Geophysical interpretations from gravity surveys are based on the mutual attraction experienced between two masses* as first expressed by Isaac Newton in his classic work Philosophiae naturalis principa mathematica (The mathematical principles of natural philosophy). Newton's law of gravitation states that the mutual attractive force between two point masses**, m1 and m2, is proportional to one over the square of the distance between them. The constant of proportionality is usually specified as G, the gravitational constant. Thus, we usually see the law of gravitation written as shown to the right where F is the force of attraction, G is the gravitational constant, and r is the distance between the two masses, m1 and m2.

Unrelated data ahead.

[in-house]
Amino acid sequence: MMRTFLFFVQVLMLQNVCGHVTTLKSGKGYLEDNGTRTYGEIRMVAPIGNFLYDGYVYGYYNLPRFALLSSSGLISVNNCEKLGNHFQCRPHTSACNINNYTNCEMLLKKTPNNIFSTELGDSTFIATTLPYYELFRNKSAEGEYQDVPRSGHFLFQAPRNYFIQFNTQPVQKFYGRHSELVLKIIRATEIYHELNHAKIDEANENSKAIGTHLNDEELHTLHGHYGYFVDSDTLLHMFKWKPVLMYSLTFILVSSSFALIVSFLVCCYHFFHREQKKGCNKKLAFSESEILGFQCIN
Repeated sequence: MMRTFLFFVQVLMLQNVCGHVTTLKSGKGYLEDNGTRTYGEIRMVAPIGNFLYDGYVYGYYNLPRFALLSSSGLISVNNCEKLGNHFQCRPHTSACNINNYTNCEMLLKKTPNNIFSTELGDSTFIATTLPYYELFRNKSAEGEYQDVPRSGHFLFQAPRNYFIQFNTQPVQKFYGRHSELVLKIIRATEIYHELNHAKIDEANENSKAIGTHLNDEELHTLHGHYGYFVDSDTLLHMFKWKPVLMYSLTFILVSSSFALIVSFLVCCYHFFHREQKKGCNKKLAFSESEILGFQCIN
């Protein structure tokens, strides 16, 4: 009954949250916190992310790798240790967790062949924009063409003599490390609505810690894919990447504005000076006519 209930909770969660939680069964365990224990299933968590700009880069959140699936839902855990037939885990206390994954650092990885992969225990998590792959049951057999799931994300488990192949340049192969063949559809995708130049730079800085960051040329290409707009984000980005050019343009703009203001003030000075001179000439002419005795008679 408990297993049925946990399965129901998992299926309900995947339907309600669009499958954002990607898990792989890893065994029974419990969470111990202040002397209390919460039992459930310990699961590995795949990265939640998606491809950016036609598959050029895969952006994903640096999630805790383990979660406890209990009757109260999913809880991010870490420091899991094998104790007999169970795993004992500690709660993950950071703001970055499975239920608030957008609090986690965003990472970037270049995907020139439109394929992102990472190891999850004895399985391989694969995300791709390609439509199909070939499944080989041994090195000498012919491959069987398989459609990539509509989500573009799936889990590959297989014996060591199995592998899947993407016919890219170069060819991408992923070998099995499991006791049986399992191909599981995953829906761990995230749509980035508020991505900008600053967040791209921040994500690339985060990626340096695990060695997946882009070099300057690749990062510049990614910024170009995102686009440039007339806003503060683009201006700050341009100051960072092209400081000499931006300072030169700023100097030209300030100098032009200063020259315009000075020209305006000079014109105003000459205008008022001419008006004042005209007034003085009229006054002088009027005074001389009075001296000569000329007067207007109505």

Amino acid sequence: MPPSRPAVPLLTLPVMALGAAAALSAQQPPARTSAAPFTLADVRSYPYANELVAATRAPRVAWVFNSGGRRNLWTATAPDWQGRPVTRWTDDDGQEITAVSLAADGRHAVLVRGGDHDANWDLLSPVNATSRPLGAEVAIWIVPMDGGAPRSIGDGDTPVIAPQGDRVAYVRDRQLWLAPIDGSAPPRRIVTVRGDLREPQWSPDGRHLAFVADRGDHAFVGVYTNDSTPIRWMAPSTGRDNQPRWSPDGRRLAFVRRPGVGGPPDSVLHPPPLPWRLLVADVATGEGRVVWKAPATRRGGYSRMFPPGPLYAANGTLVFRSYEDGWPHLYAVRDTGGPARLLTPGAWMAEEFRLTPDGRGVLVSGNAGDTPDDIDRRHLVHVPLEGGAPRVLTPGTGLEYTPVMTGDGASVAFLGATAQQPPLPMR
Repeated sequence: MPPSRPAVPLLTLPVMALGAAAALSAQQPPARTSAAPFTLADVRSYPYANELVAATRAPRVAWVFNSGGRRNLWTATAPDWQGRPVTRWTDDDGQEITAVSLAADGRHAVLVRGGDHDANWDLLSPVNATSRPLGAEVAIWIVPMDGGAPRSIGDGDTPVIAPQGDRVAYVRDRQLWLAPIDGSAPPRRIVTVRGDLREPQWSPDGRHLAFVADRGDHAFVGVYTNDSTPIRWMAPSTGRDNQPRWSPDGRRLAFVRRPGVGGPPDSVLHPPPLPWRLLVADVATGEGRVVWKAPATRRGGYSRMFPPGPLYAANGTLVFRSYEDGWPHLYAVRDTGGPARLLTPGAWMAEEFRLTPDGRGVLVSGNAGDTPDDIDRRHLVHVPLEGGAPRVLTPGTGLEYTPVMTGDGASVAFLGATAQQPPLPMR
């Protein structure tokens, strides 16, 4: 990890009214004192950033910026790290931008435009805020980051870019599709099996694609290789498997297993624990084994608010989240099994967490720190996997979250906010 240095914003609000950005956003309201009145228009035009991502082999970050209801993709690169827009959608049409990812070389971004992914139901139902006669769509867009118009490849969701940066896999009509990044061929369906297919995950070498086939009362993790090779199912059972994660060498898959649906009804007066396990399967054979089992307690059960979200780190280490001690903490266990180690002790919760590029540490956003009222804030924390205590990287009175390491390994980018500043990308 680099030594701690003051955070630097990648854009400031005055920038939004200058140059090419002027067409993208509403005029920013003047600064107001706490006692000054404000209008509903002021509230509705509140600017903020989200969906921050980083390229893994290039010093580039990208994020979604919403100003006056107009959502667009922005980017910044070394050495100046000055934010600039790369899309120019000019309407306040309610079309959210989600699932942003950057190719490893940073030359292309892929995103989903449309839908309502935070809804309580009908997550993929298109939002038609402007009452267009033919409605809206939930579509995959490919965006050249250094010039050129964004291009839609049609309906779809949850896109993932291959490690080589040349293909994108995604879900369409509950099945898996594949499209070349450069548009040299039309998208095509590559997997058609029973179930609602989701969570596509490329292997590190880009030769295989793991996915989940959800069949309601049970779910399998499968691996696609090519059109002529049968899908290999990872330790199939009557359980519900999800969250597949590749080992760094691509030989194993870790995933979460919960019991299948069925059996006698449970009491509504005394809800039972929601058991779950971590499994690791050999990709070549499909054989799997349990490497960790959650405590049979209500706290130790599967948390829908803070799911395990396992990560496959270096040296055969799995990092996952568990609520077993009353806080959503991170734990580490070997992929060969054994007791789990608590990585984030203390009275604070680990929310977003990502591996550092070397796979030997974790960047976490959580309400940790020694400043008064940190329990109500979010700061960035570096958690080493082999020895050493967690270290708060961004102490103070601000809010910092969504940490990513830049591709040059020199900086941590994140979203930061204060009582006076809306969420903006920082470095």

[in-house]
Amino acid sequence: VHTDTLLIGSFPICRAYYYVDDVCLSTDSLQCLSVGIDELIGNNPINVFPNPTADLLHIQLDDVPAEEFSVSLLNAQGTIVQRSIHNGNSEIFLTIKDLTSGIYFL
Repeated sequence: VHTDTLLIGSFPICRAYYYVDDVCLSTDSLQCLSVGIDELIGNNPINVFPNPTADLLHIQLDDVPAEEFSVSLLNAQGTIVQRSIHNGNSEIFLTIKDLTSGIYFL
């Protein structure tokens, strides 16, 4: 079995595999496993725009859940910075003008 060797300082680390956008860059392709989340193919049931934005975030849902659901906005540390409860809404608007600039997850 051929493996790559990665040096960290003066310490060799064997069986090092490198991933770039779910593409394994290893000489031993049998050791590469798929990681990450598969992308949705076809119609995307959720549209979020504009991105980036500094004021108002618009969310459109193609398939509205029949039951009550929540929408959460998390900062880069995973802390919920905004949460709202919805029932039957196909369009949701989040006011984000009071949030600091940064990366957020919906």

*As described on the next page, mass is formally defined as the proportionality constant relating the force applied to a body and the accleration the body undergoes as given by Newton's second law, usually written as F=ma. Therefore, mass is given as m=F/a and has the units of force over acceleration.
**A point mass specifies a body that has very small physical dimensions. That is, the mass can be considered to be concentrated at a single point.